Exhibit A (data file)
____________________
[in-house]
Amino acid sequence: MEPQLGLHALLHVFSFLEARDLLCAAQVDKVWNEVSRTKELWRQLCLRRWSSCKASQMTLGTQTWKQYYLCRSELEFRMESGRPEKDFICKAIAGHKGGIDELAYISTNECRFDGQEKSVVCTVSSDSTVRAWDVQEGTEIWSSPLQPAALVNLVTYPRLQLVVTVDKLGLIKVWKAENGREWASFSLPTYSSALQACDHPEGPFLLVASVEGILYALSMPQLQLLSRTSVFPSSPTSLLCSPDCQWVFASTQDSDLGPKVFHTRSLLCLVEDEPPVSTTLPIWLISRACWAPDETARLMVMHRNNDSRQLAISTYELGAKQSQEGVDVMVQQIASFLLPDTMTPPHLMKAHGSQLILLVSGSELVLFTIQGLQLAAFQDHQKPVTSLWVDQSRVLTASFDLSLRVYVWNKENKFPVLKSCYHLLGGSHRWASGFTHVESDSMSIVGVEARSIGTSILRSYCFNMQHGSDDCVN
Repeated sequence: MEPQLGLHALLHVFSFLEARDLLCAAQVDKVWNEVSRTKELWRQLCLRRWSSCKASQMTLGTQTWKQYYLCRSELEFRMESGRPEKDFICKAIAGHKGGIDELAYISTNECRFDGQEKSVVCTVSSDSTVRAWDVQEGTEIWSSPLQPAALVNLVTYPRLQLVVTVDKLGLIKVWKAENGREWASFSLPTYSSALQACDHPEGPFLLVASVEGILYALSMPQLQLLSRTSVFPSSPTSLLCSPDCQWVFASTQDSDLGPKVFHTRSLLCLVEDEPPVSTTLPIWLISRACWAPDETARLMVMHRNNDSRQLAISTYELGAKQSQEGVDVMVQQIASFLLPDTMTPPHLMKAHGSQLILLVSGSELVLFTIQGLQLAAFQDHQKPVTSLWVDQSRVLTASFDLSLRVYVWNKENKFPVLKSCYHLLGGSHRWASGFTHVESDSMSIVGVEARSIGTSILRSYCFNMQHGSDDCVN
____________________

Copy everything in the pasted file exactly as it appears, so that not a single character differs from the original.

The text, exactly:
[in-house]
Amino acid sequence: MEPQLGLHALLHVFSFLEARDLLCAAQVDKVWNEVSRTKELWRQLCLRRWSSCKASQMTLGTQTWKQYYLCRSELEFRMESGRPEKDFICKAIAGHKGGIDELAYISTNECRFDGQEKSVVCTVSSDSTVRAWDVQEGTEIWSSPLQPAALVNLVTYPRLQLVVTVDKLGLIKVWKAENGREWASFSLPTYSSALQACDHPEGPFLLVASVEGILYALSMPQLQLLSRTSVFPSSPTSLLCSPDCQWVFASTQDSDLGPKVFHTRSLLCLVEDEPPVSTTLPIWLISRACWAPDETARLMVMHRNNDSRQLAISTYELGAKQSQEGVDVMVQQIASFLLPDTMTPPHLMKAHGSQLILLVSGSELVLFTIQGLQLAAFQDHQKPVTSLWVDQSRVLTASFDLSLRVYVWNKENKFPVLKSCYHLLGGSHRWASGFTHVESDSMSIVGVEARSIGTSILRSYCFNMQHGSDDCVN
Repeated sequence: MEPQLGLHALLHVFSFLEARDLLCAAQVDKVWNEVSRTKELWRQLCLRRWSSCKASQMTLGTQTWKQYYLCRSELEFRMESGRPEKDFICKAIAGHKGGIDELAYISTNECRFDGQEKSVVCTVSSDSTVRAWDVQEGTEIWSSPLQPAALVNLVTYPRLQLVVTVDKLGLIKVWKAENGREWASFSLPTYSSALQACDHPEGPFLLVASVEGILYALSMPQLQLLSRTSVFPSSPTSLLCSPDCQWVFASTQDSDLGPKVFHTRSLLCLVEDEPPVSTTLPIWLISRACWAPDETARLMVMHRNNDSRQLAISTYELGAKQSQEGVDVMVQQIASFLLPDTMTPPHLMKAHGSQLILLVSGSELVLFTIQGLQLAAFQDHQKPVTSLWVDQSRVLTASFDLSLRVYVWNKENKFPVLKSCYHLLGGSHRWASGFTHVESDSMSIVGVEARSIGTSILRSYCFNMQHGSDDCVN